Totem And Taboo

a_putin_family_0610.jpgAmid all of the Economic Forum analysis and the pre-presidential race commentaries, it is refreshing to see Simon Shuster of Time magazine offer something of a guilty pleasure.  It is a well-known fact that the media in Russia are about as free as an arm in a tourniquet, but none so much as when it comes to the personal life of their very own Prime Minister.  Whilst other heads of state readily tout their wives, children and assorted pets as public appeal-builders, totems to family values, and annexes of their own political machine, Putin has always been rather cagey about his.  His public image tends to be that of a lone wolf, spearing fish topless in a Siberian river, staring into the distance solipsistically on horseback, or “chilling” with bearded biker buddies.  What about Mrs Putin?  And the Putin daughters?  Shuster gratifies the inner Hello reader in us, but with typical incisiveness: 

Although the Russian state has tried, it has not yet learned to censor the country’s army of iconoclastic bloggers, and in the information vacuum surrounding Putin’s private life, their claims go viral fast. Last year, a blogger named Pavel Pritula claimed in a two-sentence post that Putin had sent his wife to live in a monastery in the region of Pskov, perhaps owing something to the stories of what Ivan the Terrible and Peter the Great had once done with inconvenient women in their lives. The Russian Orthodox Church denied the claim as “nonsense,” and Putin’s office declined to comment. But once this rumor began to snowball, it didn’t even seem to matter to many readers that the blogger’s only source had been his own mother. Through hyperlinks, word of mouth and stories in the online press, the rumor became part of Putin folklore.

On a recent trip to Pskov, few of the locals TIME spoke to were willingto dismiss the idea that Putin’s wife now lives in the Elizarovamonastery. The only exceptions, key ones, were the two security guardswho escorted TIME off the monastery grounds. It was suspicious, severalof the locals said, that such an isolated place would get amulti-million dollar renovation. “I’m telling you 100%. She livesthere,” says Vasily Dvornichenko, a local union leader. And how did heknow? “Well, I didn’t hover over the building in a helicopter. But Iknow. Everyone here knows.”

Even local officials seemed tempted to believe. Raisa Shumkina, the headof the district that includes Elizarova and the surrounding villages,says she “was not sure one way or the other” whether Putin’s wife livedthere or not, while Valery Nikitin, a district councilman who livesacross the road from the monastery, says he has asked regional officialsabout the matter but received no response. “I don’t understand it,” hesays. “Why do we have to rely on whispers in the grocery line to get ourinformation? Why can’t they just tell us what’s going on?” (See whyRussian needs Putin.)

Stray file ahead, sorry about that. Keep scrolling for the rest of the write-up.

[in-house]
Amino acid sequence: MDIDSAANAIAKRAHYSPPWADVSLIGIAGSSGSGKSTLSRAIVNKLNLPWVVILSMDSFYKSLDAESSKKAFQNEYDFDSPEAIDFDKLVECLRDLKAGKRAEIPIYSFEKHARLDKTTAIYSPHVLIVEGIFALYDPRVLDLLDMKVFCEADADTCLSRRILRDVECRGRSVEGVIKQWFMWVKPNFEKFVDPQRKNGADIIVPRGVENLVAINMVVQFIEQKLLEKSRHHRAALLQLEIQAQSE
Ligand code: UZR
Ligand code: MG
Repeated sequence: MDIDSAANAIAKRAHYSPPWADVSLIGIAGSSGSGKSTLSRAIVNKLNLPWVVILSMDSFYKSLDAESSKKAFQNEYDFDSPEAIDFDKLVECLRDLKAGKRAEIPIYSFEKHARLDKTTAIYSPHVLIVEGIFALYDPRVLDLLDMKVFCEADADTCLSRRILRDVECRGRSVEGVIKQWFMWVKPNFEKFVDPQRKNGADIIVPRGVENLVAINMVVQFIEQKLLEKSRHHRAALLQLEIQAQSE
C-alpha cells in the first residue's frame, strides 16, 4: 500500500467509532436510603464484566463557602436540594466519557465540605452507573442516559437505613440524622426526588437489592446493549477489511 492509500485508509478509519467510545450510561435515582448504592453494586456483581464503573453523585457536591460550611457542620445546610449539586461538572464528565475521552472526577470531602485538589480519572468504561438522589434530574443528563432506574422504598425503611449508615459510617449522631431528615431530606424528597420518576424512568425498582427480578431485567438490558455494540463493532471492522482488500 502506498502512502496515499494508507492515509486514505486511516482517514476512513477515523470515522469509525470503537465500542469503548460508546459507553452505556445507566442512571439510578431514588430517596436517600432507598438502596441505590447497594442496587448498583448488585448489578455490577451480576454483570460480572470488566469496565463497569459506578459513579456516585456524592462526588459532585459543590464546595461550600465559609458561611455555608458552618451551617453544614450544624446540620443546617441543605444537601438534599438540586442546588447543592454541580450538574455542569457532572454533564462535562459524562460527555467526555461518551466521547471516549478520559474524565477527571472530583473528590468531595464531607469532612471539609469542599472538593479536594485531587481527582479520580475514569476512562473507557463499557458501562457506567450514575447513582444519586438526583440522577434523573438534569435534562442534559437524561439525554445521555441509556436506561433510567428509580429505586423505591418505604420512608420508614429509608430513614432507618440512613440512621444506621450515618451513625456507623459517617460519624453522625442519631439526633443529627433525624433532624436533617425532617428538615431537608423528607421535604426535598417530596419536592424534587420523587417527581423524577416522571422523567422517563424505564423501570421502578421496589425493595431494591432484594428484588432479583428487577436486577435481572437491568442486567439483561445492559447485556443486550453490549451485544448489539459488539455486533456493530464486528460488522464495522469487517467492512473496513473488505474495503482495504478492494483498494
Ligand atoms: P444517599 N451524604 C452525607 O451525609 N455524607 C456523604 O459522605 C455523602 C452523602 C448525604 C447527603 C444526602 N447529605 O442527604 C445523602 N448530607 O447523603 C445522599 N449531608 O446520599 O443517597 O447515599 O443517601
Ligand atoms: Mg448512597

It is a reasonable question, but still a fairly novel one for Russiansto ask. The western principle that the people have a right to know hasnot been broadly embraced in Russia, and there is nothing like the U.S.Freedom of Information Act to press the government for answers. Insteadthere are strict laws against libel, state control of most mass media,and a prevailing sense left over from Soviet and Tsarist times that astrong leader — or vozhd — should remain aloof from the masses if nottotally inscrutable. As Konstantin Kosachyov, a senior lawmaker inPutin’s party, put it to TIME: “Real leadership, politicalleadership…is not supposed to obey public opinion but form it.”

But while such values may have been easy to uphold in Russia’stotalitarian past, they face a major challenge in the Internet age,where the whispers in the grocery line often turn into the news of theday. Even Putin has sometimes been forced to react. In February, hefinally volunteered a few details about his daughters, saying both “leadordinary, regular lives… And this makes me very happy.” In October,he also made an apparent attempt to deflate rumors of his divorce bysitting for a televised census count alongside his wife, who told thecensus taker, “I am his wife.” But she was not wearing a wedding ring.

So this did little to slow the online rumor mill, which has continued tofill in Putin’s family tree with unconfirmed reports. A court case nowunderway in Moscow features a powerful and handsome young Dutchman asthe victim of road rage, and Russia’s online press have consistentlycalled him Putin’s son-in-law, citing anonymous sources. The Russiangovernment denies the relationship. In October, a South Korean dailyreported that Putin’s daughter was marrying a Korean admiral’s son. Thegovernment denies that, too. Eventually it may become easier to satisfythe public’s curiosity than to plug all these alleged leaks. But untilthen, Putin’s secrets will likely endure.